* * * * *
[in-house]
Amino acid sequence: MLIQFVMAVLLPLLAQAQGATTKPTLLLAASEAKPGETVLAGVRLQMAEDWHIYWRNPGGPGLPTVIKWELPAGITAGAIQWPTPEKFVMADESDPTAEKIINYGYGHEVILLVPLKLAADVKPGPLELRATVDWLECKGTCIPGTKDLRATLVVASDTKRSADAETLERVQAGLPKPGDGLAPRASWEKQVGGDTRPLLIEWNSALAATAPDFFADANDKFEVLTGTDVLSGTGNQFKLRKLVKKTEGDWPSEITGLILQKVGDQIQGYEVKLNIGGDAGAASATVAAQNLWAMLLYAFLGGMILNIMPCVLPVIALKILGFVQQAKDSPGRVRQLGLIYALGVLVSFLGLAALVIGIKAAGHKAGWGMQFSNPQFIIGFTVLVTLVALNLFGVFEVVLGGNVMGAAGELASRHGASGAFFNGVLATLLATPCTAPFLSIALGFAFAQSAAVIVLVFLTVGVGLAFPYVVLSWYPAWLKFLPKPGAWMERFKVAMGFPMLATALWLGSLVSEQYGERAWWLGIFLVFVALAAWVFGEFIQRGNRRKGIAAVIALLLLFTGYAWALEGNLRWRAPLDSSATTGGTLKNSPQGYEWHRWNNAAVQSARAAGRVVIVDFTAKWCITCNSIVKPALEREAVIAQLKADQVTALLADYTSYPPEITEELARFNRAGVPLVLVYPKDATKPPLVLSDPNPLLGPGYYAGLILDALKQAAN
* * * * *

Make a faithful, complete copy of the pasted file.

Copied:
[in-house]
Amino acid sequence: MLIQFVMAVLLPLLAQAQGATTKPTLLLAASEAKPGETVLAGVRLQMAEDWHIYWRNPGGPGLPTVIKWELPAGITAGAIQWPTPEKFVMADESDPTAEKIINYGYGHEVILLVPLKLAADVKPGPLELRATVDWLECKGTCIPGTKDLRATLVVASDTKRSADAETLERVQAGLPKPGDGLAPRASWEKQVGGDTRPLLIEWNSALAATAPDFFADANDKFEVLTGTDVLSGTGNQFKLRKLVKKTEGDWPSEITGLILQKVGDQIQGYEVKLNIGGDAGAASATVAAQNLWAMLLYAFLGGMILNIMPCVLPVIALKILGFVQQAKDSPGRVRQLGLIYALGVLVSFLGLAALVIGIKAAGHKAGWGMQFSNPQFIIGFTVLVTLVALNLFGVFEVVLGGNVMGAAGELASRHGASGAFFNGVLATLLATPCTAPFLSIALGFAFAQSAAVIVLVFLTVGVGLAFPYVVLSWYPAWLKFLPKPGAWMERFKVAMGFPMLATALWLGSLVSEQYGERAWWLGIFLVFVALAAWVFGEFIQRGNRRKGIAAVIALLLLFTGYAWALEGNLRWRAPLDSSATTGGTLKNSPQGYEWHRWNNAAVQSARAAGRVVIVDFTAKWCITCNSIVKPALEREAVIAQLKADQVTALLADYTSYPPEITEELARFNRAGVPLVLVYPKDATKPPLVLSDPNPLLGPGYYAGLILDALKQAAN